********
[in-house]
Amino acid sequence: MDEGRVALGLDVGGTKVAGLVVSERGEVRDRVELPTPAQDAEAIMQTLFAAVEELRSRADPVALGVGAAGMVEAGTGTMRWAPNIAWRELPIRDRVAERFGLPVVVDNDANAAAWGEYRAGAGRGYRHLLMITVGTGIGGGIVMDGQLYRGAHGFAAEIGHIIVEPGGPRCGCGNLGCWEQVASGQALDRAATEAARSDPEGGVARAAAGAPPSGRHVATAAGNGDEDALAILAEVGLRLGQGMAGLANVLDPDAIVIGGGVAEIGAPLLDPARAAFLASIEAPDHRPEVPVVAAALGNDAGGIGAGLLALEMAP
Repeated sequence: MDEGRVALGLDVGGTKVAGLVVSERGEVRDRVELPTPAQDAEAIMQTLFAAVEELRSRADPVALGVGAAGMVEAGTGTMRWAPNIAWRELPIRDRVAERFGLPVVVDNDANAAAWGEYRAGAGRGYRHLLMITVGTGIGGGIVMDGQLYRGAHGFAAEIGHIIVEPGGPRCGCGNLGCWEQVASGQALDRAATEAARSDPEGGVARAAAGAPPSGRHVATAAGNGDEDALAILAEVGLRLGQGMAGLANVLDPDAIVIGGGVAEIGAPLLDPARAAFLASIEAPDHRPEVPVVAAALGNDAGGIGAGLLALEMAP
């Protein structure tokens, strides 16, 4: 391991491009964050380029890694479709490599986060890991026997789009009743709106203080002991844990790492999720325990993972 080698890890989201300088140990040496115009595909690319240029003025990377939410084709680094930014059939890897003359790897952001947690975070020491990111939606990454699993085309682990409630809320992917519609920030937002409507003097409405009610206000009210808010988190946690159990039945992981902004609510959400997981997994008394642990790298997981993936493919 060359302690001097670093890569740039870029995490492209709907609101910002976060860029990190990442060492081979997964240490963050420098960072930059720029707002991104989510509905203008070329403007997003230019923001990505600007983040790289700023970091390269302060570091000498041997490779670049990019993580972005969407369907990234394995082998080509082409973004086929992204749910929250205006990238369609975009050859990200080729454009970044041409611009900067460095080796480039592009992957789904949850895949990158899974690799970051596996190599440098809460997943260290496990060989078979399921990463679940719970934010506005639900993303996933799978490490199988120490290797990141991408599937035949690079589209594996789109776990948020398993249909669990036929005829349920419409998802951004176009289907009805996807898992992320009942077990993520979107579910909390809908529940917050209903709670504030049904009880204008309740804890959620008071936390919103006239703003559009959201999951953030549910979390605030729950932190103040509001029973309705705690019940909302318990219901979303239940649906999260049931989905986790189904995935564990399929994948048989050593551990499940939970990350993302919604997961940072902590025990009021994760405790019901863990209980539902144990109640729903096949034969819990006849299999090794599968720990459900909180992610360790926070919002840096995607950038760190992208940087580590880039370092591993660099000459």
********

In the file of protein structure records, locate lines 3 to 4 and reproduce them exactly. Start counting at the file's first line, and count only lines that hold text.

Repeated sequence: MDEGRVALGLDVGGTKVAGLVVSERGEVRDRVELPTPAQDAEAIMQTLFAAVEELRSRADPVALGVGAAGMVEAGTGTMRWAPNIAWRELPIRDRVAERFGLPVVVDNDANAAAWGEYRAGAGRGYRHLLMITVGTGIGGGIVMDGQLYRGAHGFAAEIGHIIVEPGGPRCGCGNLGCWEQVASGQALDRAATEAARSDPEGGVARAAAGAPPSGRHVATAAGNGDEDALAILAEVGLRLGQGMAGLANVLDPDAIVIGGGVAEIGAPLLDPARAAFLASIEAPDHRPEVPVVAAALGNDAGGIGAGLLALEMAP
């Protein structure tokens, strides 16, 4: 391991491009964050380029890694479709490599986060890991026997789009009743709106203080002991844990790492999720325990993972 080698890890989201300088140990040496115009595909690319240029003025990377939410084709680094930014059939890897003359790897952001947690975070020491990111939606990454699993085309682990409630809320992917519609920030937002409507003097409405009610206000009210808010988190946690159990039945992981902004609510959400997981997994008394642990790298997981993936493919 060359302690001097670093890569740039870029995490492209709907609101910002976060860029990190990442060492081979997964240490963050420098960072930059720029707002991104989510509905203008070329403007997003230019923001990505600007983040790289700023970091390269302060570091000498041997490779670049990019993580972005969407369907990234394995082998080509082409973004086929992204749910929250205006990238369609975009050859990200080729454009970044041409611009900067460095080796480039592009992957789904949850895949990158899974690799970051596996190599440098809460997943260290496990060989078979399921990463679940719970934010506005639900993303996933799978490490199988120490290797990141991408599937035949690079589209594996789109776990948020398993249909669990036929005829349920419409998802951004176009289907009805996807898992992320009942077990993520979107579910909390809908529940917050209903709670504030049904009880204008309740804890959620008071936390919103006239703003559009959201999951953030549910979390605030729950932190103040509001029973309705705690019940909302318990219901979303239940649906999260049931989905986790189904995935564990399929994948048989050593551990499940939970990350993302919604997961940072902590025990009021994760405790019901863990209980539902144990109640729903096949034969819990006849299999090794599968720990459900909180992610360790926070919002840096995607950038760190992208940087580590880039370092591993660099000459």